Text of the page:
Boyd Tonkin: A Week in Books

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The Independent Culture

In John Osborne's Look Back in Anger, the snarling malcontent Jimmy Porter - whose father fought in the Spanish Civil War - complains that "there aren't any good, brave causes left". First spoken in spring 1956, the line proved a trifle premature: Britain, France and Israel soon colluded in the Suez invasion, and Soviet tanks quashed the Hungarian uprising. What Osborne missed was rather the blazing certainty that the war in Spain had brought to overseas supporters of the elected Republic against Franco's mutiny.

There could hardly have been a worse week - or a better week - to mark the 70th anniversary of the outbreak of the Spanish war. In Spain itself, the Socialist premier Zapatero has called for the "recovery of historical memory" and so broken with the impunity and forgetfulness that many Spaniards had swallowed as the price of liberation after Franco's death. And across the Mediterranean, in Lebanon, the fog of war descends again - a refresher course in the mixed motives and twisted morality that partner civil and cross-border strife. On the ground, much of Spain in 1936 - and for years after - felt more like Beirut than like some story-book battleground.

So, 70 years on, revisionism about the war fights on two separate fronts. On the Spanish side, historians and amateur researchers - often students - dig up (in many places, literally) the hidden evidence of Franco's crimes. Abroad, the Republic's half-cock defence of democracy looks more confused and compromised than ever - as Orwell could have told the cheerleaders by 1938.

At least British publishing has acquitted itself pretty well in the latest struggle for truth. In recent months, the lingering trauma of war has fuelled memorable novels in translation from Dulce Chacon ( The Sleeping Voice), Juan Marsé ( Shanghai Nights) and Almudena Grandes (see our review on page 22). And Anglophone travel-writers and historians have done well by (and out of) Spain, as they have ever since the Romantic heyday of Richard Ford in the 1840s. To Giles Tremlett's Ghosts of Spain we can now add Jason Webster's ¡Guerra! (also reviewed on page 22).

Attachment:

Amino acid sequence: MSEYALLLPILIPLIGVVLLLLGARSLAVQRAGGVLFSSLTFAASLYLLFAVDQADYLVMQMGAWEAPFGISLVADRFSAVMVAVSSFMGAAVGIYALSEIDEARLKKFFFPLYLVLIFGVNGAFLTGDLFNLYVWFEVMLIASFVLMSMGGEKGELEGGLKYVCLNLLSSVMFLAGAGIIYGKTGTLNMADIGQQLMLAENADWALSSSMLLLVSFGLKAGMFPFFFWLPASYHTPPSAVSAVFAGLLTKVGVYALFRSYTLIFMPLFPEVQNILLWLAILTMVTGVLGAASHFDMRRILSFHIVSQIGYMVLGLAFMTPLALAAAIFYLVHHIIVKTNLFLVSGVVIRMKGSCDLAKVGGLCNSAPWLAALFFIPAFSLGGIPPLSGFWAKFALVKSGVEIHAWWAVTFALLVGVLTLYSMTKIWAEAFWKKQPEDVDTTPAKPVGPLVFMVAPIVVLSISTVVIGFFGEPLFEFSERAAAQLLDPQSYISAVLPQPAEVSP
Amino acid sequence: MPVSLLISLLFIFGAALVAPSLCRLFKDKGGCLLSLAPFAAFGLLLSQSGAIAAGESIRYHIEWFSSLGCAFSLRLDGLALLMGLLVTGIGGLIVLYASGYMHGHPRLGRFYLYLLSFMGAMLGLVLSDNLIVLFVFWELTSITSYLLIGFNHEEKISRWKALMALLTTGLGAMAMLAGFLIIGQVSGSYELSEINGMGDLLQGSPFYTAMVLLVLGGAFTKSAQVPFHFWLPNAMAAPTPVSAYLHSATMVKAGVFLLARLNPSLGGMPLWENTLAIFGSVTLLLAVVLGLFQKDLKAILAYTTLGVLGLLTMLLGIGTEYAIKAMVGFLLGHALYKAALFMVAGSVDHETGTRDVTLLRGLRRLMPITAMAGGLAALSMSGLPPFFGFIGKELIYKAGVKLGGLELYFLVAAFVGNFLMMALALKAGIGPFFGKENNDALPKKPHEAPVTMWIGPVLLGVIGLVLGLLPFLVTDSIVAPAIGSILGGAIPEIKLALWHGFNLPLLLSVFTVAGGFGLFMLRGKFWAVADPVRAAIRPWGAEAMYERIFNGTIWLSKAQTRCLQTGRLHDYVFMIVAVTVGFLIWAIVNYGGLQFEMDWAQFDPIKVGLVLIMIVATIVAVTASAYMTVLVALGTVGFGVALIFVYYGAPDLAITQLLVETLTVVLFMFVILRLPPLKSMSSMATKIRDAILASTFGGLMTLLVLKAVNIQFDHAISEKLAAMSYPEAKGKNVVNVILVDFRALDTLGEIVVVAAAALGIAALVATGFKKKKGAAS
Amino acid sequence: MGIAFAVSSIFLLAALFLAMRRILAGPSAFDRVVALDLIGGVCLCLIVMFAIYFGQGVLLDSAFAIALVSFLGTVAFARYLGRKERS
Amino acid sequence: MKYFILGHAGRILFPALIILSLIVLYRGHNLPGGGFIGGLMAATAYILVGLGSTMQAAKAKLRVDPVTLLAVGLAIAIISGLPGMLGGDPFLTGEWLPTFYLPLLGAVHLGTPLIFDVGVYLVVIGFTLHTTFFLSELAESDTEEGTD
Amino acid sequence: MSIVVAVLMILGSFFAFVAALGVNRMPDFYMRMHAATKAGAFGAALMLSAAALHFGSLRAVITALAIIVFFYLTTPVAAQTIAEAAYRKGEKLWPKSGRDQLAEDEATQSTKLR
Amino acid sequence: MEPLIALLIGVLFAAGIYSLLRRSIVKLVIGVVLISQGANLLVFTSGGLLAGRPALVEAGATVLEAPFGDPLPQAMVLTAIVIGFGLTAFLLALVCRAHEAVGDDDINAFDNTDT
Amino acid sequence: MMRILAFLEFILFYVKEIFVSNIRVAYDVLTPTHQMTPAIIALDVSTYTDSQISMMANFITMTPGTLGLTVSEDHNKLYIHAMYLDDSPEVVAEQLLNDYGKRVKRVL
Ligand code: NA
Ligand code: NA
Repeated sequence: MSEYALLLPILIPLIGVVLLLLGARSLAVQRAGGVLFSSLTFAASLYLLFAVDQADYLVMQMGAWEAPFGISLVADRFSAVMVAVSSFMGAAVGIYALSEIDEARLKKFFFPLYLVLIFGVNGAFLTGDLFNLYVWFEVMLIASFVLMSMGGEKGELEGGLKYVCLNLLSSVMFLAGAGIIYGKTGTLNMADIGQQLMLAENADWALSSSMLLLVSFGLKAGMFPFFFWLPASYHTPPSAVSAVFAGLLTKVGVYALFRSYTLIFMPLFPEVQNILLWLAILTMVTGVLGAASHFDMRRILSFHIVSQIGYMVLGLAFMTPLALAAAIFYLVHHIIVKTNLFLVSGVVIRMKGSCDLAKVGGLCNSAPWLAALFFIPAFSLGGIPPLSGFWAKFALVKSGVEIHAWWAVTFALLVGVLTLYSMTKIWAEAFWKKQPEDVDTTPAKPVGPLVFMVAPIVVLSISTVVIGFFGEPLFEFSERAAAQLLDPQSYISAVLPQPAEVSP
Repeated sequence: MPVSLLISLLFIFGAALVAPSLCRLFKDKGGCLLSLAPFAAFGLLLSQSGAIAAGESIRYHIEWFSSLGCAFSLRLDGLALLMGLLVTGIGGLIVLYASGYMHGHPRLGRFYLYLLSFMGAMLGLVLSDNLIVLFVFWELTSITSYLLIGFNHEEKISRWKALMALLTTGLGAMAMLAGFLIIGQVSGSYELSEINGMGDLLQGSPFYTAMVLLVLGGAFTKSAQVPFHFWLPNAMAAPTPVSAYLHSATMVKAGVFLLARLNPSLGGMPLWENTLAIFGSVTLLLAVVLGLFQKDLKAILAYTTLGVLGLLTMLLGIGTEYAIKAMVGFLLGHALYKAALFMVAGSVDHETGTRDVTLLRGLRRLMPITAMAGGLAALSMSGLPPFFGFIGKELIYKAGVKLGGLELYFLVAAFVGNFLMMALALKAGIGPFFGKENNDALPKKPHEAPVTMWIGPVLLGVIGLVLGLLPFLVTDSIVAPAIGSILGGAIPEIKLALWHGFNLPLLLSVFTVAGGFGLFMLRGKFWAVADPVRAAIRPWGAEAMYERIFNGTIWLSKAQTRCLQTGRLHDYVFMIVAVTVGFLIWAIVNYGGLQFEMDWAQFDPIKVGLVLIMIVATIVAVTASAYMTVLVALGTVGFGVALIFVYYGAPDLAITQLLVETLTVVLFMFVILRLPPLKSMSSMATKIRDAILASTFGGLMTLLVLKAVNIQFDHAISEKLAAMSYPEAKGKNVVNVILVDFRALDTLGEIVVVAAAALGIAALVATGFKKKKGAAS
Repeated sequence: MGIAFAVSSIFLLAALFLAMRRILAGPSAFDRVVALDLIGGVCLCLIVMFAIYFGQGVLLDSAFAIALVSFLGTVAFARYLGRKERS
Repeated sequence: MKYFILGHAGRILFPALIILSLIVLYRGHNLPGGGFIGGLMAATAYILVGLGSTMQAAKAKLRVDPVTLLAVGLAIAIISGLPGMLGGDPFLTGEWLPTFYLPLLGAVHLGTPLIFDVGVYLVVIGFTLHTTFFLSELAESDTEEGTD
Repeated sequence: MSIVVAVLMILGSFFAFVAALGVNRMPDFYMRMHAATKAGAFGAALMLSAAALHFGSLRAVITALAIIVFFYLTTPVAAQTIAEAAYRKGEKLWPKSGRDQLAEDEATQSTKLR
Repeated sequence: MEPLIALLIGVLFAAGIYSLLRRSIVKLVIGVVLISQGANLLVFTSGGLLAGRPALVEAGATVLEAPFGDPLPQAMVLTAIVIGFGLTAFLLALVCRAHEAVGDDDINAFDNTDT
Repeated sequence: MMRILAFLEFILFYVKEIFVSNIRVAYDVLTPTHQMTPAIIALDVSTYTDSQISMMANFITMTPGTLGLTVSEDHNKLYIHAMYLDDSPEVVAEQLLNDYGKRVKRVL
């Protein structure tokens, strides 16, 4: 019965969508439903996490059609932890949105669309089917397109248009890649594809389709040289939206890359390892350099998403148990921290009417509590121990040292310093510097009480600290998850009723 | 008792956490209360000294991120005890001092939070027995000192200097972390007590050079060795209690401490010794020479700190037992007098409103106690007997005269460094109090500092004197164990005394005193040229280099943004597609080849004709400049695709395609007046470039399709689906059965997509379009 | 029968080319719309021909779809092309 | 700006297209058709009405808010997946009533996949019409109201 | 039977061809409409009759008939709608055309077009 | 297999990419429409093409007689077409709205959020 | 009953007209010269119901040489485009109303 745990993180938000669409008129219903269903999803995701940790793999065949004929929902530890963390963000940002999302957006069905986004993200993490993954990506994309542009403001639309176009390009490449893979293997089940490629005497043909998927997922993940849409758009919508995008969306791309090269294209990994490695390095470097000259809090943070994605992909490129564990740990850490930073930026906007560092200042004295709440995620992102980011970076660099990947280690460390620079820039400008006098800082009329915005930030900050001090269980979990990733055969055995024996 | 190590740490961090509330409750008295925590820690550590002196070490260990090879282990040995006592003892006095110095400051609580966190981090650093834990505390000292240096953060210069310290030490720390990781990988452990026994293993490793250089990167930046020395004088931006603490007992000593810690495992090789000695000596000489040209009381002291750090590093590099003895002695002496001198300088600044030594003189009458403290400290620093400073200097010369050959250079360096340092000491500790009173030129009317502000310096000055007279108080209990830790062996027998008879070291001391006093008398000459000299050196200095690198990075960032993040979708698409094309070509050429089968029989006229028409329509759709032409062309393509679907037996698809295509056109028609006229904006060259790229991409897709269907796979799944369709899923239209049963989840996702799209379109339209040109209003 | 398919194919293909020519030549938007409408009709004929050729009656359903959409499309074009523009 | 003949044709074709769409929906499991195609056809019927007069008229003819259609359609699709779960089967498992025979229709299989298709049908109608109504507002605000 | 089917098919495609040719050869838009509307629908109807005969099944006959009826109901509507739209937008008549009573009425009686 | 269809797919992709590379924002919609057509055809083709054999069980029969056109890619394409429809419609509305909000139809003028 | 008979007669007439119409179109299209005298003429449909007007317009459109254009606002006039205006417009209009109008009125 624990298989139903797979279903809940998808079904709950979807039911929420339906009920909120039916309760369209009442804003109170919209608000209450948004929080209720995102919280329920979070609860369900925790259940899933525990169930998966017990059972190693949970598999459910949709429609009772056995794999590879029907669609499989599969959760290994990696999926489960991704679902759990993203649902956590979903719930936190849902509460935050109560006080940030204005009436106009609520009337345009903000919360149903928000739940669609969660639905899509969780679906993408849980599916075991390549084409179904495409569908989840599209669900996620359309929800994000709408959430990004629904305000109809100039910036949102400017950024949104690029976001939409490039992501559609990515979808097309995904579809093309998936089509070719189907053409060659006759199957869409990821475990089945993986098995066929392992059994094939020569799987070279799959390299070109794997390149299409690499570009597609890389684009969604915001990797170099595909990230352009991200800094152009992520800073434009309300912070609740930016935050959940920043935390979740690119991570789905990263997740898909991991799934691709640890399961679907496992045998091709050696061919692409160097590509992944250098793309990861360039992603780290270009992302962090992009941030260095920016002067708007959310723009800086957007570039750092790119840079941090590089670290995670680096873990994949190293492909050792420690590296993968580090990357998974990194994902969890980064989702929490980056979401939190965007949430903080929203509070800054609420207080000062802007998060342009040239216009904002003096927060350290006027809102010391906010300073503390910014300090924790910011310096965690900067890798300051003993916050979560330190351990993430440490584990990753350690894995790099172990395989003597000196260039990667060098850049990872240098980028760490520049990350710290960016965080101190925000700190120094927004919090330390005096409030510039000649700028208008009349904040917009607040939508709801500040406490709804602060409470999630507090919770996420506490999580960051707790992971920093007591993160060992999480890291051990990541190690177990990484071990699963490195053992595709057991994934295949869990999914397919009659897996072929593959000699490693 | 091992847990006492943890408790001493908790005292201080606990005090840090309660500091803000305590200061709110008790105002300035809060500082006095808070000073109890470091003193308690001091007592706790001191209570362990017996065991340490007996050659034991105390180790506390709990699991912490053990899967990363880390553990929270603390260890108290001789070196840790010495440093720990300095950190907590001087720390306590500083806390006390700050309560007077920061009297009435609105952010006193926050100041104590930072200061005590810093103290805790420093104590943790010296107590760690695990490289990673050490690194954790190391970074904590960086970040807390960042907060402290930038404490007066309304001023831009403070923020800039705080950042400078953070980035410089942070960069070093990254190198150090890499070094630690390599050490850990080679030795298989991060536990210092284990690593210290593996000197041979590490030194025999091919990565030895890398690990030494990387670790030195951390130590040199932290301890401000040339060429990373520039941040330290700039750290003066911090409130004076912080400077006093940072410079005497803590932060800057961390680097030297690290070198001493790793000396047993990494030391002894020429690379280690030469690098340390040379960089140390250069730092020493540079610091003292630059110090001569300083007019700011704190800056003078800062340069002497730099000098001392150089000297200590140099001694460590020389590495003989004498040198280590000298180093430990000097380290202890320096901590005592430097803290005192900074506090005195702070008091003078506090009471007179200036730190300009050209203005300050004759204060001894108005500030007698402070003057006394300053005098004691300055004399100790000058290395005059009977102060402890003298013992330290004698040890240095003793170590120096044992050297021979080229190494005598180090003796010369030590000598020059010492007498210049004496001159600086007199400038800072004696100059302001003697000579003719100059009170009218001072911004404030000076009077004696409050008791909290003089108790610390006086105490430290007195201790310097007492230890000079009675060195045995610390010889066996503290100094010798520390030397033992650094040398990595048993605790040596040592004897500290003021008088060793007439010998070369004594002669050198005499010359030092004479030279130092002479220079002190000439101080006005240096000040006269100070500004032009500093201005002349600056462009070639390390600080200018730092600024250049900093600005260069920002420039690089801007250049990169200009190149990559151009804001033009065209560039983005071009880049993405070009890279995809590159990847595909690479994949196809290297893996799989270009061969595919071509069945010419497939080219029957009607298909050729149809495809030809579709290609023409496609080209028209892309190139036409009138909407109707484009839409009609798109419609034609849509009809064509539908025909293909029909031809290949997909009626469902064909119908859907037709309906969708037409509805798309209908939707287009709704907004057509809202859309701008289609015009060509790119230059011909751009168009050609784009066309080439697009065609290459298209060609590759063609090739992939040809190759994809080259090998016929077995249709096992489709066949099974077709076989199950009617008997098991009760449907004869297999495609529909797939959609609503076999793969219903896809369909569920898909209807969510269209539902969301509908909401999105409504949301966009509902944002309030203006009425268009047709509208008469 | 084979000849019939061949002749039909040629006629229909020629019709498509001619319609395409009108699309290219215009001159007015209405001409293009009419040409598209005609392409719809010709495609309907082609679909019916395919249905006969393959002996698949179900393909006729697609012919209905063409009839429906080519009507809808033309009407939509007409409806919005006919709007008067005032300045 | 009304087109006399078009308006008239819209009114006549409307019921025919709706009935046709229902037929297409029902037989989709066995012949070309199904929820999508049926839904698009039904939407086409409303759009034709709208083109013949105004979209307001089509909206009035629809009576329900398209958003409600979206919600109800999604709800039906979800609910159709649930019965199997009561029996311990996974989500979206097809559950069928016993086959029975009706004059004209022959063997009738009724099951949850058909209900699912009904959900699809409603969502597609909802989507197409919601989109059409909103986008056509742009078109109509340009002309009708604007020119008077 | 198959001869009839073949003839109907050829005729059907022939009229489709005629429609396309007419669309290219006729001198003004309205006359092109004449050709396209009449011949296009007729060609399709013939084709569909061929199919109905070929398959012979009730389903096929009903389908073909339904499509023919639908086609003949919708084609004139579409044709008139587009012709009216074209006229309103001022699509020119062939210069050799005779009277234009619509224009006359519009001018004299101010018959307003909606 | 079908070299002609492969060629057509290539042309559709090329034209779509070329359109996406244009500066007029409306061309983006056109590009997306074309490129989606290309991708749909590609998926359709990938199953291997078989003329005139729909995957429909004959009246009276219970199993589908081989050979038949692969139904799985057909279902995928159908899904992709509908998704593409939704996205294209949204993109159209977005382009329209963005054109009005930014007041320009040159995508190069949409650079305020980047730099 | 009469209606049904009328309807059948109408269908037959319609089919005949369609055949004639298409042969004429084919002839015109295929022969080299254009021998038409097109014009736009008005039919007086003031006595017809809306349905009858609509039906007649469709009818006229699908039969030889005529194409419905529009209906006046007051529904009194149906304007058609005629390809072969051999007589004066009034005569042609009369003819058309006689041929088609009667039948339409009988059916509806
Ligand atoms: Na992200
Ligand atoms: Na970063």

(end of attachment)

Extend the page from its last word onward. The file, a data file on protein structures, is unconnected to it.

For the big picture of the war, all the more powerful for its blending of narrative intensity with emotional restraint, there is no rival to Antony Beevor's masterly The Battle for Spain (Weidenfeld & Nicolson, £25). Beevor published the first edition of his epic history in 1982, when Spain's infant democracy had just felt threatened by a pistol-waving fool in a silly hat. The impetus for this revised but still hugely readable version, which incorporates new findings from both local historians and freshly opened Russian archives, came from his Spanish publisher, Gonzalo Pontón. Not surprisingly, the torrent of extra knowledge, as Beevor admits, tends to "swell the number of vital questions", not to resolve them.

Even so, the "hypocrisy" of the British and US embargo on arms sales to the Republic still stinks. And the latter's blunders and betrayals did not make it equal in savagery: Beevor gives a figure of 38,000 non-combatants killed in the "red terror"; 200,000 in the Nationalist "white terror". His coolly devastating account makes you suffer not only with all the victims, but even with the perpetrators seized by dehumanising hate: "the first casualty of war is not truth but its source: the conscience and integrity of the individual."

Yet we know that all the horrors have a happy ending. Three decades of freedom in Spain have seen "one of the most astonishing and impressive transformations" in Europe. Auden wrote in "Spain 1937" that "History to the defeated/ May say Alas but cannot help or pardon". But soon he backtracked, and said "This is a lie." So it proved in Spain: history could, and did. Will Beirut ever have the chance to follow Barcelona's path?